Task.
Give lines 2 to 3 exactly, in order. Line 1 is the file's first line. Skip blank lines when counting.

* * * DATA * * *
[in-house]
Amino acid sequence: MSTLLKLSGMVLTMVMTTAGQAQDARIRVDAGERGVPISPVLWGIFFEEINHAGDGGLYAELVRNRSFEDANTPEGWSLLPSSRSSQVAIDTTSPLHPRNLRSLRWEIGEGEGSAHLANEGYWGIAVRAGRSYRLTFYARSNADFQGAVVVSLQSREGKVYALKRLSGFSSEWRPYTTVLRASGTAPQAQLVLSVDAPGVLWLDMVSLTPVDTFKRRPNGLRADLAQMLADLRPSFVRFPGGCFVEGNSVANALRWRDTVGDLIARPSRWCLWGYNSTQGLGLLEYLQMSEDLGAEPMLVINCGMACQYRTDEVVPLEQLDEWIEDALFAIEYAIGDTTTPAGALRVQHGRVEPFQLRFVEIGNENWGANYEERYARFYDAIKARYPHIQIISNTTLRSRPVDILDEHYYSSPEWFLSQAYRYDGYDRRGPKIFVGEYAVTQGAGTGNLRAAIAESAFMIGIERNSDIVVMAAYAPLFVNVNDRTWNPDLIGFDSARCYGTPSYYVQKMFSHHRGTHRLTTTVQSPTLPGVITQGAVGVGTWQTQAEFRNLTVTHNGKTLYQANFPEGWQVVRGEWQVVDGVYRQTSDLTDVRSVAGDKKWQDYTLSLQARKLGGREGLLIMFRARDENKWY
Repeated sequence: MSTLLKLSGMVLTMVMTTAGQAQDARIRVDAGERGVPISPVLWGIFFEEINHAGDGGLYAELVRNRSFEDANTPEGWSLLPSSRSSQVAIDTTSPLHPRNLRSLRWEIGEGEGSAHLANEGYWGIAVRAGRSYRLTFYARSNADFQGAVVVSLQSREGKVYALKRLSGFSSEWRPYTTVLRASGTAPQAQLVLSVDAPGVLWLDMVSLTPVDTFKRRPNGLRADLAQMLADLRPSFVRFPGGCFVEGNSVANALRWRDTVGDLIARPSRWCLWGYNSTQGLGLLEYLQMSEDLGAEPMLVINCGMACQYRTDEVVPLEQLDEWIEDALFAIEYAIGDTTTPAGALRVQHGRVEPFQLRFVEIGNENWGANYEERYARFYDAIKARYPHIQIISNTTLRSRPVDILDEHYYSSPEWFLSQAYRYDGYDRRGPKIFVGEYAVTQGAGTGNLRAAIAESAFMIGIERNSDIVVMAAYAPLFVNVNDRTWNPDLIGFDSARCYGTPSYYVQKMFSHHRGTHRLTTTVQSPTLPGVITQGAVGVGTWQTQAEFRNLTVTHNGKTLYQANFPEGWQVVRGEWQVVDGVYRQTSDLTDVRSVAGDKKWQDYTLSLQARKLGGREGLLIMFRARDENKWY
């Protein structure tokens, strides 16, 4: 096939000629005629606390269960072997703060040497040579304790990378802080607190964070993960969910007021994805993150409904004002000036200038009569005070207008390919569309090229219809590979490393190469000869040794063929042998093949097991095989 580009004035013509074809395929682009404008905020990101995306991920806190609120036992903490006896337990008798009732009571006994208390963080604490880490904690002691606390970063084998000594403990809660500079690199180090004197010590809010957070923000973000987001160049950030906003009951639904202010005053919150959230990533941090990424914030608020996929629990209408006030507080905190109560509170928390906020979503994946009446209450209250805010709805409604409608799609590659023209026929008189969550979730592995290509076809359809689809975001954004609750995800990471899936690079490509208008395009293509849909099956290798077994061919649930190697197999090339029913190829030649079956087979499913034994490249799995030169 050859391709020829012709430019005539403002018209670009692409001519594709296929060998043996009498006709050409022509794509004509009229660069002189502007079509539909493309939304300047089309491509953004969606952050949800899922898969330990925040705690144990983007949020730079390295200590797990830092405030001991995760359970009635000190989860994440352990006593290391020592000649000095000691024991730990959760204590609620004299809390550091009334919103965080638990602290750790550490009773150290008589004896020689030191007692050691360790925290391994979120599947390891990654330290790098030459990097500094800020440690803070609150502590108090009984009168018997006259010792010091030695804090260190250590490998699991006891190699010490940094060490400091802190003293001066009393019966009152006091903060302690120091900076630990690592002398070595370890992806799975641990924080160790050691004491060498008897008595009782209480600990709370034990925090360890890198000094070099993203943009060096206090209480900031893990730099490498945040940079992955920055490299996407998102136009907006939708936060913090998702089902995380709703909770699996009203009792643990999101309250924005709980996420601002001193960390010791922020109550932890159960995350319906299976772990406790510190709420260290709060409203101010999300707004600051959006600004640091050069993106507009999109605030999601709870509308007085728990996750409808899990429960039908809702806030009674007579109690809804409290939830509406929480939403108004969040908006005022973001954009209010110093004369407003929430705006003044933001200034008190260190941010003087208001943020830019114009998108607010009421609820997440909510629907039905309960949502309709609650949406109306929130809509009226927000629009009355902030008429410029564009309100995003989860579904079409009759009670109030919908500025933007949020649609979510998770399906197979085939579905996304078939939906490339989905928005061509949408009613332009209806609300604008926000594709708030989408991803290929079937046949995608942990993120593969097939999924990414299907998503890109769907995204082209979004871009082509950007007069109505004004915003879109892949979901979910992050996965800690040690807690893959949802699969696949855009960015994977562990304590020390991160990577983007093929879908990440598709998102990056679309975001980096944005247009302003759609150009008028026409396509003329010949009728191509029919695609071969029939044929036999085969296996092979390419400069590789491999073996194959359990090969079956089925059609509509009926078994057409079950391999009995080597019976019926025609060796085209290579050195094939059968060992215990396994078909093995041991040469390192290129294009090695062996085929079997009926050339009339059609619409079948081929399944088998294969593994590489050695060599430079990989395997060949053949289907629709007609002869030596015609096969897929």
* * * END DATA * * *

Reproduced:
Amino acid sequence: MSTLLKLSGMVLTMVMTTAGQAQDARIRVDAGERGVPISPVLWGIFFEEINHAGDGGLYAELVRNRSFEDANTPEGWSLLPSSRSSQVAIDTTSPLHPRNLRSLRWEIGEGEGSAHLANEGYWGIAVRAGRSYRLTFYARSNADFQGAVVVSLQSREGKVYALKRLSGFSSEWRPYTTVLRASGTAPQAQLVLSVDAPGVLWLDMVSLTPVDTFKRRPNGLRADLAQMLADLRPSFVRFPGGCFVEGNSVANALRWRDTVGDLIARPSRWCLWGYNSTQGLGLLEYLQMSEDLGAEPMLVINCGMACQYRTDEVVPLEQLDEWIEDALFAIEYAIGDTTTPAGALRVQHGRVEPFQLRFVEIGNENWGANYEERYARFYDAIKARYPHIQIISNTTLRSRPVDILDEHYYSSPEWFLSQAYRYDGYDRRGPKIFVGEYAVTQGAGTGNLRAAIAESAFMIGIERNSDIVVMAAYAPLFVNVNDRTWNPDLIGFDSARCYGTPSYYVQKMFSHHRGTHRLTTTVQSPTLPGVITQGAVGVGTWQTQAEFRNLTVTHNGKTLYQANFPEGWQVVRGEWQVVDGVYRQTSDLTDVRSVAGDKKWQDYTLSLQARKLGGREGLLIMFRARDENKWY
Repeated sequence: MSTLLKLSGMVLTMVMTTAGQAQDARIRVDAGERGVPISPVLWGIFFEEINHAGDGGLYAELVRNRSFEDANTPEGWSLLPSSRSSQVAIDTTSPLHPRNLRSLRWEIGEGEGSAHLANEGYWGIAVRAGRSYRLTFYARSNADFQGAVVVSLQSREGKVYALKRLSGFSSEWRPYTTVLRASGTAPQAQLVLSVDAPGVLWLDMVSLTPVDTFKRRPNGLRADLAQMLADLRPSFVRFPGGCFVEGNSVANALRWRDTVGDLIARPSRWCLWGYNSTQGLGLLEYLQMSEDLGAEPMLVINCGMACQYRTDEVVPLEQLDEWIEDALFAIEYAIGDTTTPAGALRVQHGRVEPFQLRFVEIGNENWGANYEERYARFYDAIKARYPHIQIISNTTLRSRPVDILDEHYYSSPEWFLSQAYRYDGYDRRGPKIFVGEYAVTQGAGTGNLRAAIAESAFMIGIERNSDIVVMAAYAPLFVNVNDRTWNPDLIGFDSARCYGTPSYYVQKMFSHHRGTHRLTTTVQSPTLPGVITQGAVGVGTWQTQAEFRNLTVTHNGKTLYQANFPEGWQVVRGEWQVVDGVYRQTSDLTDVRSVAGDKKWQDYTLSLQARKLGGREGLLIMFRARDENKWY